This is why nobody on television has a plan, even if they swear that they do. Actors get pregnant, or they get appendicitis, or they get swept up by cancel culture and me-too’d. Audiences turn out to be bored with the thing you thought was important, and interested in a side character. Writing down a plan is a waste of time, and every moment that you spend trying to follow that plan will likely lead to heartache.
That’s what happens when you try to up your game, and be more ambitious. Sometimes it works, and on those days you’re flying higher than you thought you could ever go, like Icarus with his hastily constructed wings.
Other times, the thing that you were trying to do just doesn’t work out, and you have to slap together something to replace it that isn’t really very well thought out, and you’ll realize that halfway through writing it, but it’s too late to pull out now and come up with a third idea, because jesus you’ve been trying to get it out for like three days now, and if you don’t post it now then you’re going to miss your deadline for sure.
I’m just saying that sometimes that happens.
I see the three clues that Quentin’s ghost told David Collins about in Jamison’s dream, which set up the finale of the 1897 story: the discovery of a silver bullet at Collinwood, the murder of the one person who could have helped me, and the one person in this world that I truly loved turning against me.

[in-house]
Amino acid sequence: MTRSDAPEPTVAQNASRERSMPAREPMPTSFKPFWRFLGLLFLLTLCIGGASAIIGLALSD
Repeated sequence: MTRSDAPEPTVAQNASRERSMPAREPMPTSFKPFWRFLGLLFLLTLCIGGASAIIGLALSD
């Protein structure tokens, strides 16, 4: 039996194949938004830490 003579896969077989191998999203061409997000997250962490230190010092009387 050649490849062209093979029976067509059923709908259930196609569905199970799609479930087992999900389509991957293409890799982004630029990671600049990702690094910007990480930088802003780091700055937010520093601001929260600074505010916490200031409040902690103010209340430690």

They found the silver bullet at the end of that episode, implying that the three events would be revealed while the audience still remembered the prophecy. But then they decided that the 1897 story was too popular to close, so they extended it for another five months. That meant it took six weeks between the first clue and the second, and then the third one happened three months after that, and it didn’t actually turn out to be the end of the storyline anyway.
So this is the time, I suppose, to say goodbye to all of the posts that I thought I would write, but never will.
Like the post about Gordon Russell and Sam Hall moving from Dark Shadows to One Life to Live, where they were both co-head writers on and off from 1972 to 1984, creating a lot of characters like Dorian Lord and the Buchanan family, who were still a major force on the show until its cancellation in 2012. One Life to Live is my second favorite soap opera, and it would have been fun to dig into what Russell and Hall brought to the show, if it wasn’t so hard to find anyone writing about what the head writers of a soap opera were doing three decades ago.
In 1988, One Life to Live did a storyline inspired by Dark Shadows’ time travel storyline. Clint Buchanan fell off a horse and found himself transported to Buchanan City, an Old West town in 1888, where he met his own ancestors, played by the same actors who played his father, brother and son in the present day. While he was there, he met Miss Ginny, a schoolteacher who was the great-grandmother and the spitting image of his beloved wife Viki. Unlike Dark Shadows, the rest of the present-day storylines kept going in parallel with the 1888 flashback, and after several months, Viki traveled back in time to rescue Clint, and bring him back to the present.
So that’s cute, and if I knew maybe 10% more about One Life to Live than I currenty do, I could probably have made an interesting post out of that. As it is, those two paragraphs are pretty much all I have to say about it, and it’s too late now to learn any more.
I see the walkback.